We were talking about this over supper the other night (a delicious meal all home grown and home cooked by our lovely neighbours). We were mulling over why it is that a very aggressive and negative image of cycling seems to prevail in our home city (and elsewhere). I was talking about cyclists and walkers, and our host expressed the view that part of the problem is the language we use.
We talk about cyclists. We talk about walkers. We talk about car drivers. As if they were different species, or at the very least different people.
But of course, they’re not. Most of us who cycle are also walkers, most are also car drivers, are also buggy pushers, are also runners (and may also at times be people with limited mobility). And at each of those times we may be doing something different, but we are the same person.
So it makes no sense to talk about cyclists as if they’re a different group of people from walkers and different again from car drivers. These are false dichotomies, and we have to challenge them instead of accepting them, if we are to successfully challenge the status quo.
Yes I want to be able to cycle safely, and I want children to be able to cycle safely. I also want to be able to walk safely, I also want to be able to go for a pleasant stroll in the same places with my friend who uses a wheelchair. I want people to be able to walk safely with buggies and push chairs. Provision for the least flexible of these (wheelchair users) will be equally good for the most flexible (walkers).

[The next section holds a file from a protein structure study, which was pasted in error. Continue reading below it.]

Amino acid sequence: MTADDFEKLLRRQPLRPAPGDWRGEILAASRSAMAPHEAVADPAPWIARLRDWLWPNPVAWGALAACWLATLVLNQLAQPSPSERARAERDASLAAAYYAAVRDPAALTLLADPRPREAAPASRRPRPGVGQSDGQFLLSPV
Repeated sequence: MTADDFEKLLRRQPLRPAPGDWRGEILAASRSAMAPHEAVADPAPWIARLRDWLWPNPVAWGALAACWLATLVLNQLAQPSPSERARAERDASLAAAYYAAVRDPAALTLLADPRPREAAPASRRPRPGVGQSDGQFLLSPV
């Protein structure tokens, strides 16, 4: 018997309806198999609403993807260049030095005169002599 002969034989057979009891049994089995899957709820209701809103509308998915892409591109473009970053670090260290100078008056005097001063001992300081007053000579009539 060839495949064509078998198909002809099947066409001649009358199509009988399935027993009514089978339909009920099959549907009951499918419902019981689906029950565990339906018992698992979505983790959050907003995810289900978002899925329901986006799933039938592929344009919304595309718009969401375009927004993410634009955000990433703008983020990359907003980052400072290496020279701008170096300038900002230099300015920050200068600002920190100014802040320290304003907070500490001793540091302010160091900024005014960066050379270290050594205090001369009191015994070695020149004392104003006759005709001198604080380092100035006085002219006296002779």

The real danger to each of these groups is cars and other motorised vehicles. This is what we need protection from, and this is what must be addressed. Otherwise what happens is that the perceived danger to pedestrians (and others) is from cyclists, when in reality the actual danger to all is from cars, lorries and other motorised vehicles.
If you want to read more, here’s a brief but informative leaflet from RoSPA about cycling accident figures in the UK in 2013. It puts the relative dangers into perspective.
Of course, what is also needed is mutual respect and consideration from all to everyone else. I’ve had two accidents while cycling (other than the two caused by me and me alone, with only me being hurt): one was caused by a lorry squeezing me off a busy road (fortunately I only lost a tooth: a friend lost a leg in a similar accident; every year others lose their lives). The other was on the Kennet and Avon towpath, and was caused by a large group of elderly female walkers behaving as though the whole towpath was theirs and theirs alone.
Anecdotal I know, but I don’t as a result go around lambasting elderly female walkers as though they need to be carefully controlled and kept off the towpath. I simply think that those individuals had no understanding of how to share a shared space and behave with respect to other users.
Can we please now apply the same kind of thinking to cyclists who behave badly?
All the while we accede to the discourse based on an assumption that cyclists present a massive danger to pedestrians, we allow the danger posed by cars and lorries to all of us travelling actively to fade out of view.
Which is a shame, because it delays the time when we can achieve what has been happening for years and years just across the Channel. And that can only be good for all of us.
Or we can continue to have the same conversation, and just get more of this: